Mobile management is evolving, says Staunton of B-Connected

Glenn Staunton, B-Connected

9 March 2015

We take mobility for granted. Most adults have a smart phone and a high proportion of workers also a tablet or laptop. Depending on the task in hand, and the screen size, many use two or even three devices daily. But no organisation can afford to take this mobility for granted. They are faced with important issues in managing the whole process. Anywhere, anytime working offers huge advantages to users and the business. But to be effective, the mobile devices have to connect back in some way to the corporate systems. That is where the risks begin.


Security is the principal concern and there are certainly real risks. But there are also issues to do with what access or functionality the enterprise wants to give all of its mobile devices users or specific individuals and their roles. Essentially, we are talking about control. That is why the whole field has moved on, both in our understanding and experience and in the technology that gives the organisation the levels of control that it requires. It is epitomised by the term we now use — Enterprise Mobility Management [EMM] — as opposed to Mobile Device Management [MDM] which is most certainly still there but really only a part of the overall solution. EMM is about enabling rather than constraining.

The sheer pace of adoption of mobile technology in business has been very rapid precisely because it is enormously valuable. So MDM as a market category of products and services is just about five or six years old in the form we recognise today, with smart software like AirWatch by VMware, for example. B-Connected and a few other specialists have been in this field since the early days of Blackberry.

Many organisations today are finally recognising that their mobile devices are effectively network endpoints and need coherent management. That starts with what the enterprise wants to achieve, its concerns and what it wants to enable its mobile users to do. That last question is the key one and the tricky one. Because it is quite likely that the enterprise wants to give its users a wide range of functionality, but selectively. Some activities are universal, some are restricted to particular classes of employees or to particular staff only.

“The term we now use is Enterprise Mobility Management, as opposed to Mobile Device Management which is most certainly still there but really only a part of the overall solution. EMM is about enabling rather than constraining”

So ‘mobile’ is no longer a good enough specification because any user base will have a range of possible applications and permissions. There are management implications for email, applications and apps, content management, data access permissions and synchronisation of data.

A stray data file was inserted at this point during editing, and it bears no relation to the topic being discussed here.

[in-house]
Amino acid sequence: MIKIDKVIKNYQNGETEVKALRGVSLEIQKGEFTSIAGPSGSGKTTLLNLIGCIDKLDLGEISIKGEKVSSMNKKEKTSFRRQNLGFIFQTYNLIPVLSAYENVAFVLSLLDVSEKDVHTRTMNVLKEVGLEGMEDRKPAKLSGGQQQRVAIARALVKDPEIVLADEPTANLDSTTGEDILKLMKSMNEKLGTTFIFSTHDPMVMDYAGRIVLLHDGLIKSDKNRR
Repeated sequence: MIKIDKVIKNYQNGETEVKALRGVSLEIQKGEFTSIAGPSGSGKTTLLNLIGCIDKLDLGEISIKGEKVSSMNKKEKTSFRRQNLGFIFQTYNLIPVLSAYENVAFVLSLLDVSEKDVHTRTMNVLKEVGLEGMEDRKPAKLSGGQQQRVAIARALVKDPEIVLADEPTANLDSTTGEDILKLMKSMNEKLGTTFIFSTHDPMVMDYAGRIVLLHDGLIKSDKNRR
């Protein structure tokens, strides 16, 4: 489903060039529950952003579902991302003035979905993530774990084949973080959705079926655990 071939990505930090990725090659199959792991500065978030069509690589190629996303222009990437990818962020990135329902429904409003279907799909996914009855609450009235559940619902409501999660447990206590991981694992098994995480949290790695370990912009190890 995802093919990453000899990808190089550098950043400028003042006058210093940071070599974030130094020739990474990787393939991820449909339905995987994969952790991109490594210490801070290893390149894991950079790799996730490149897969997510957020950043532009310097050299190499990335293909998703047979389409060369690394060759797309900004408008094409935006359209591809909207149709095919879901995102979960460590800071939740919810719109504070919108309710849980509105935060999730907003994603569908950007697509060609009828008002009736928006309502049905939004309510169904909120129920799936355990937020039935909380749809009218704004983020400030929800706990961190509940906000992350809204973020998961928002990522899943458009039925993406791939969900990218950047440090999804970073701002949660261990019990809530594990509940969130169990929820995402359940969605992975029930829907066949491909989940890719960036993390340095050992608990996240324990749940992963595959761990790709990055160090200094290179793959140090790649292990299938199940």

In a larger organisation, almost every activity will have some users who should be mobile-enabled. That certainly means that no one device or type of device will suit everyone. So whether you are dealing with employer-supplied devices or BYOD, simple uniformity is not going to be a feasible technical answer.

Security pervades everything, but in general the way EMM manages the range of requirements is by controlling the corporate functionality that the device or the user can access. That is fully controllable where a class of user is issued with a pre-configured company device. Commonly this will be for clearly defined repetitive tasks, say in van delivery or equipment servicing.

On the other hand, in field sales other considerations come into the picture — literally! Displaying products or information may be a part of the job, for example, suggesting a tablet solution. Our job as experts is to help the client align the various devices and their capabilities with the security policies and technologies as well as the business rules of the organisation. It is about enterprise integration of all ICT for maximum business enablement of mobile.

One major line of approach is that you take all of the traffic in by VPN or APN from the devices and then subject it to the systems you have in place in-house for access permission, filtering, anti-malware, traffic analysis or whatever. AirWatch by VMware is effective and comprehensive in this area and it opens up the widest range of device choice for employees or the organisation.

Another growing approach is containerisation, segregating the corporate functionality and any data on the device from everything else. The user has a separate, encrypted business section of the device. There are several successful technologies in this area — Samsung even offers it natively on the device with its separate Knox workspace that will also form part of the upcoming Android 5.0 release. It can also be done with virtualisation and even virtual desktop solutions.

Mobile ICT is already established as one of the most significant developments across society, much less technology. The inexorable trend is towards everything, everywhere, all the time. Enabling that securely from organisation to employee user is the daily challenge for business that we have made our business.


Glenn Staunton is director of B-Connected.

Read More:

Leave a Reply

Back to Top ↑